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[Visualization] Need help keeping visualization stable.
#1
I've just started making my Tulpa Iris and. I'm having trouble keeping my visualization of Iris . I can visualize her decently but Whenever I try to picture her besides being next to me in the real world my perspective will either change and rotate and I'll leave where I am in the wonderland or my mental image of Iris will will warp and rotate at random. Also sometimes random images will just flood my mind.

Like I can picture iris in the wonderland with me just as an observer like as if I was watching them on a TV. And I have even more success picturing myself in my wonderland even from first person. But when I try to put us both in it gets incredibly hard to make us both stable. Without my visualization warping or "glitching out".

I don't have much of a problem picturing them next to or behind me when I passive force though.

Are there any exercises I can do to keep my visualizations more stable. Most of the ones I see are for increasing detail and I've got an acceptable level of detail for now.
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#2
I generally have trouble visualizing too, but a lot of it has to do with my ability to focus.

If my focus sucks in general, I can't always get away with simply talking to my tulpa Ranger without getting distracted. If this is something you struggle with, Ranger figured out that creating a conversation out of whatever came up helped keep him feel more "stable". It didn't always work though, and sometimes you are better off taking a break or trying again later.

Due to bad focus, sometimes my visualization is garbage and I and up with a "black void" or blurry, glitchy, and inconsistent images. If you feel like this, you can try visualizing something off topic to "warm up" your brain. That way, it may be easier to then visualize and focus on Iris.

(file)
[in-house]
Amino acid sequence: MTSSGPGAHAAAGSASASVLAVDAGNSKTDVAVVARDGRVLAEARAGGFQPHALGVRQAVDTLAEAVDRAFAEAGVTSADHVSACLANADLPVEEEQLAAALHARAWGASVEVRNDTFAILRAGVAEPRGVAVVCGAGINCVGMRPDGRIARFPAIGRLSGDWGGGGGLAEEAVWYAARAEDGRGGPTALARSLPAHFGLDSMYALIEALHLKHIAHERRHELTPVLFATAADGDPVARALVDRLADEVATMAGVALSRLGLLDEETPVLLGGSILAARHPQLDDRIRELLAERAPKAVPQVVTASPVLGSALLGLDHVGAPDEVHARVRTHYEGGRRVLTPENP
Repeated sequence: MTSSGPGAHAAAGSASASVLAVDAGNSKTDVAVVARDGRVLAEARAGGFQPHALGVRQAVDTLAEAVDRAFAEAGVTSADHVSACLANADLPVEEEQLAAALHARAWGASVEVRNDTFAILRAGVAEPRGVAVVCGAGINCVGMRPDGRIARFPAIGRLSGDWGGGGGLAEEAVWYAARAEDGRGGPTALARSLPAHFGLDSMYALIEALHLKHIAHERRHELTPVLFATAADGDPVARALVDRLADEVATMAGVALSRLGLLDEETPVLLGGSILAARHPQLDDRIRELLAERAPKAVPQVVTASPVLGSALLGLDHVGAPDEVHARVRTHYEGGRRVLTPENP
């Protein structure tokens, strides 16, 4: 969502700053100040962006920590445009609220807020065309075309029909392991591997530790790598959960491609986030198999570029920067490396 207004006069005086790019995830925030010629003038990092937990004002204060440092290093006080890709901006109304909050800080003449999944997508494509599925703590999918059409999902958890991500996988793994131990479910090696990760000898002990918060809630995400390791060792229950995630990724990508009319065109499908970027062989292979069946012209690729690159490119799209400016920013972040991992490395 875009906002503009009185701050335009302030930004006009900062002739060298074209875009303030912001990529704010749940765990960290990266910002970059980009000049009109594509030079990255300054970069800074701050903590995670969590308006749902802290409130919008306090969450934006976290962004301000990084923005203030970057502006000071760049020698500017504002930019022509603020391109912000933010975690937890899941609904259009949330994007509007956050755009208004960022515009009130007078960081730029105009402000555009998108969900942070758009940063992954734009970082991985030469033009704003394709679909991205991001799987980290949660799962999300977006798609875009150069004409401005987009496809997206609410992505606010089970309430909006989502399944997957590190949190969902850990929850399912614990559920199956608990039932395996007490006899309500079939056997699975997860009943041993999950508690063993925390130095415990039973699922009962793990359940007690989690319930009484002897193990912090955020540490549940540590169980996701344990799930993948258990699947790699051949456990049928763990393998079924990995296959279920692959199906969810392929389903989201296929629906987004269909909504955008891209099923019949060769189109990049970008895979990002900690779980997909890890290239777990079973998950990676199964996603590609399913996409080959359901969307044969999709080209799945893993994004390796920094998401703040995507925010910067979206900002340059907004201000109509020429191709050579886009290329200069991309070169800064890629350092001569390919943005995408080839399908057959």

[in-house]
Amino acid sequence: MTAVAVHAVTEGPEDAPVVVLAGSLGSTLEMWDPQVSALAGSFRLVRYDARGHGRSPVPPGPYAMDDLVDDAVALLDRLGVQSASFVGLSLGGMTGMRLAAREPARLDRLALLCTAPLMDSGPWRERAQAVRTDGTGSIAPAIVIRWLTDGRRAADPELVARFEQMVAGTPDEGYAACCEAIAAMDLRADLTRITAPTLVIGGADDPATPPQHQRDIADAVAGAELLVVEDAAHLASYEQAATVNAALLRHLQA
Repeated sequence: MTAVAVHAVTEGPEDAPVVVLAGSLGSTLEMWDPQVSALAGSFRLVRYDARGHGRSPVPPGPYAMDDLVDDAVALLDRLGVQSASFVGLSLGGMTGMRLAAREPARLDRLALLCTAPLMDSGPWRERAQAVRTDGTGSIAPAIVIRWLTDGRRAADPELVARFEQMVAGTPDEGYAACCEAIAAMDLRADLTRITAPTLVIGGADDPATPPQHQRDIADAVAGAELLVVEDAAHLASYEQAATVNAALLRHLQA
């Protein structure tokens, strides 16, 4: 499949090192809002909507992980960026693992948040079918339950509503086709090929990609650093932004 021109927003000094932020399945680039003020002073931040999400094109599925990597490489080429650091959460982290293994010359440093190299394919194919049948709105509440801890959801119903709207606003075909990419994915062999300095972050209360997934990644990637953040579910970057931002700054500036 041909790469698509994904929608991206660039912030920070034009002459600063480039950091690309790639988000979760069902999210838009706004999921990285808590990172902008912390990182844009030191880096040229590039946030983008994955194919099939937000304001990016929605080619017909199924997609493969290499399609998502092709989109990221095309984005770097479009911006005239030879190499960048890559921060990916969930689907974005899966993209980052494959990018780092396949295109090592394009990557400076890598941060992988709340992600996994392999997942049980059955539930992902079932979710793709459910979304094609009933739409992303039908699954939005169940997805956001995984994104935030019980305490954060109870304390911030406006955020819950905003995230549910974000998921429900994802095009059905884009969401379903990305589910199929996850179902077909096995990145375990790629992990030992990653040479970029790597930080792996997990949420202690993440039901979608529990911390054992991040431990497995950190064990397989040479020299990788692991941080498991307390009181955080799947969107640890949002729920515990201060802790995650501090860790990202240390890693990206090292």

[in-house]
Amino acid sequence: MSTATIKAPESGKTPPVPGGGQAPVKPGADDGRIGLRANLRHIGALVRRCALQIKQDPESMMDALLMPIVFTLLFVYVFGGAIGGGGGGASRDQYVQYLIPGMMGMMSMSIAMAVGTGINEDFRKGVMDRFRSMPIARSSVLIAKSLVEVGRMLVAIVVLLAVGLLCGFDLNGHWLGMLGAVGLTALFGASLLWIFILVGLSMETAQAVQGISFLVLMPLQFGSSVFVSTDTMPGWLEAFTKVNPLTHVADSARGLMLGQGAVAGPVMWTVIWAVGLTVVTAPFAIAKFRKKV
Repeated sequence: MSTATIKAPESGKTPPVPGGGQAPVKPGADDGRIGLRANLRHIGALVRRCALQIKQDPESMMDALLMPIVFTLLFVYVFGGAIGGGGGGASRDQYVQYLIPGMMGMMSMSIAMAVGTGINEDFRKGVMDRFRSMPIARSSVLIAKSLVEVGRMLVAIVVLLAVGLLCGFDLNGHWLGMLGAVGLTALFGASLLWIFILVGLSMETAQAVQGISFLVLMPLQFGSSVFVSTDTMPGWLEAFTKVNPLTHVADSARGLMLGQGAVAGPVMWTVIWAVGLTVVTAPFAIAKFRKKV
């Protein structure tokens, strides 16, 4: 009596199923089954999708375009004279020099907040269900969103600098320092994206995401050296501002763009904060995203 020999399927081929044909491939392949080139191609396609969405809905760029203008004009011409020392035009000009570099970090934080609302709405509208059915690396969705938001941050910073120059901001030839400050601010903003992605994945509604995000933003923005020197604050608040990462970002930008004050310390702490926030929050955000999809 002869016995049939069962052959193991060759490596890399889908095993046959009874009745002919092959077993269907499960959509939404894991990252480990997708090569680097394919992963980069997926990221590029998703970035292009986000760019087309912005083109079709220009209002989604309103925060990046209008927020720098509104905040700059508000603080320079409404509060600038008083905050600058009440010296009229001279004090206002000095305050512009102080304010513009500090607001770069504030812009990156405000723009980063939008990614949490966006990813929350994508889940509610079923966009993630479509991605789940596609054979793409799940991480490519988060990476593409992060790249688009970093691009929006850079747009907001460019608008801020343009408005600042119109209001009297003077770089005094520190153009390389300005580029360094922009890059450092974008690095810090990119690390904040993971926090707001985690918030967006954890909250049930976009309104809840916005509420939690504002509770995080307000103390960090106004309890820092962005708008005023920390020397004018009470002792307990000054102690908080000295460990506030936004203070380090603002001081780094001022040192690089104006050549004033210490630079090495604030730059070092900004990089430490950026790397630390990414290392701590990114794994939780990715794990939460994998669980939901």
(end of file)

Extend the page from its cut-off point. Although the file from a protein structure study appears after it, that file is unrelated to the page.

When struggling with the "black out" problem, sometimes a different mindset alone can help. When looking at Ranger, he may face the "camera" and then play with the "settings" to try and re-focus the image. How this works is less important; the goal is to imagine the re-adjusting of the "mind cam". Another time I had this issue, one of my other characters suddenly started holding a torch. This was clever because my brain didn't have to put in as much color or shape detail and had an excuse to "under perform". Again, these methods are not perfect and like I said earlier, it could just be a bad day.

If your "mind cam" is shifty or unstable, then focus on a single simple object like a cube or a sphere and focus on trying to make the setting still. If multiple objects are a problem, start with a cube or sphere and add more complicated objects to visualize. (Warning: If you lose track of what's where, that's a memory problem, not a visualization one. Also, don't feel forced to object spam your wonderland either. We're not savants or anything.)